Last night the Democratic presidential candidates gathered in Las Vegas to debate ahead of the Nevada caucuses later this week. LSE US Centre Director Professor Peter Trubowitz writes that Massachusetts Senator Elizabeth Warren was the biggest winner from the debate after her pointed attacks on former New York Mayor, Mike Bloomberg. At this stage, the Democratic field remains muddled, he comments, and we may see a contested convention this July.
Who won the debate in Las Vegas last night?
Last night the bloom came off the Bloomberg rose. The former Mayor of New York, Mike Bloomberg, certainly didn’t win the debate and by the end of the evening, he was probably happy to just get out of Vegas alive. I don’t think Vermont Senator Bernie Sanders helped himself much either, but importantly, he didn’t self-destruct. If there was a winner last night, it was Massachusetts Senator Elizabeth Warren. Even while opening their wallets, her supporters are almost certainly wondering why Warren didn’t put in such a passionate, lively performance like this before the Iowa and New Hampshire primaries. But there’s a phrase for her strategy shift: “freedom is having nothing left to lose.” One thing we did learn last night is that Minnesota Senator Amy Klobuchar and former South Bend India Mayor, Pete Buttigieg, really don’t like each other. I’d be surprised if either gets much of a bump in the polls after their family feud performance last night. And then there’s the former Vice President, “Joltin” Joe Biden: his advisors must be relieved that someone finally broke Joe’s streak of absorbing all the incoming fire on the debate stage. He has Mike to thank for that.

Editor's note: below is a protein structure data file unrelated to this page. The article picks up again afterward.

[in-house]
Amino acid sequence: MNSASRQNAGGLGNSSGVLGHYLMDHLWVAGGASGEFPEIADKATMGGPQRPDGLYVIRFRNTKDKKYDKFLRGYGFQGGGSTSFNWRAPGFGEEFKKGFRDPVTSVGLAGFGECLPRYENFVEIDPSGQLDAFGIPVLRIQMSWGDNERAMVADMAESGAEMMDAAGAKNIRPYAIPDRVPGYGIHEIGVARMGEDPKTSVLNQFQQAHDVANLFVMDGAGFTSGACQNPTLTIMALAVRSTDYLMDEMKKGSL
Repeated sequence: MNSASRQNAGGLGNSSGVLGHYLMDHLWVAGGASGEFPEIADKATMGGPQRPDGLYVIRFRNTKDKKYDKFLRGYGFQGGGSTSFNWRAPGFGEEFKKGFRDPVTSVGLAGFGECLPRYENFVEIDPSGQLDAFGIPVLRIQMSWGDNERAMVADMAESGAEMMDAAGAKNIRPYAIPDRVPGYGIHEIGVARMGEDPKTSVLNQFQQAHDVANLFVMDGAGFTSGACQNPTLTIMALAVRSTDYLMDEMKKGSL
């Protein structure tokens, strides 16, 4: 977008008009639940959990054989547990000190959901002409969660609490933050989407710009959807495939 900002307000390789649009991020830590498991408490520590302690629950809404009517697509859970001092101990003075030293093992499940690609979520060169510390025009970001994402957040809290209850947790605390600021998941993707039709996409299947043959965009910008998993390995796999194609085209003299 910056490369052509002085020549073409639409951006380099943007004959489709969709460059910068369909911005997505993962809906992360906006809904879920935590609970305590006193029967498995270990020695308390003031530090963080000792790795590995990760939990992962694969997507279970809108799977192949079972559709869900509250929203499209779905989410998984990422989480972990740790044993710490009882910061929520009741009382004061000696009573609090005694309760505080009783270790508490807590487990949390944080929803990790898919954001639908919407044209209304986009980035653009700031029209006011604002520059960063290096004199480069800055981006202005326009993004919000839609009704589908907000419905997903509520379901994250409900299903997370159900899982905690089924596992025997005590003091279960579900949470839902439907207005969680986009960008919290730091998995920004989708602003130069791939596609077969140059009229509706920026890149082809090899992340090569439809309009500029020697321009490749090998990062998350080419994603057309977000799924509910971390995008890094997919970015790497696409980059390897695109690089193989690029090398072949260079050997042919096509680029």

‘Michael Bloomberg‘ by Gage Skidmore is licensed under CC BY SA 2.0
Where does this leave the Democrats?
Pretty much where they were before the debate last night: in a muddle. We have a front runner, Bernie Sanders, who is disliked, distrusted, or dreaded by many voters in the party. We have a rapidly rising Johnny-come-lately, Mike Bloomberg, who got chopped down to size last night. And we have everyone else, from Elizabeth Warren on the progressive-left to Amy Klobuchar on the party’s center-right, trying to figure out how to get enough delegates (15 percent is the minimum threshold to receive any delegates) in the upcoming primaries to have forward momentum. In this point in recent Democratic presidential campaigns, we are usually down to two frontrunners battling it out. Not this time. This raises all kinds of questions and scenarios, including the possibility of a contested fight at the Democratic convention in July (see below).
Will the Nevada caucus to change things?
No, I don’t think so. If the polls are on target, the Nevada caucus on Saturday should cement Sanders’s status as the Democratic frontrunner. In the wake of Bloomberg’s lackluster debate performance last night, a Sanders win in the Silver State will also fuel the stop-Bernie campaign that is gathering momentum within the party. Indeed, a Sanders win will likely increase the odds of a contested convention in July, when Democrats gather in Milwaukee. We got a whiff of that last night when all of the Democratic candidates except Sanders said that arriving at the convention with a plurality of the 1,991 delegates needed to secure the nomination does not mean you automatically deserve the nomination. The message was pretty clear: together we can probably assemble enough delegates to stop you from getting to the magic number. What that might mean for the campaign against Donald Trump (and the future of the Democratic Party) is another thing altogether.
Note: This article gives the views of the author, and not the position of USAPP– American Politics and Policy, nor of the London School of Economics.
Shortened URL for this post: http://bit.ly/37M7TzU
About the author
Peter Trubowitz – LSE US Centre
Peter Trubowitz is Professor of International Relations, and Director of the LSE’s US Centre. His main research interests are in the fields of international security and comparative foreign policy, with special focus on American grand strategy and foreign policy. He also writes and comments frequently on US party politics and elections and how they shape and are shaped by America’s changing place in the world.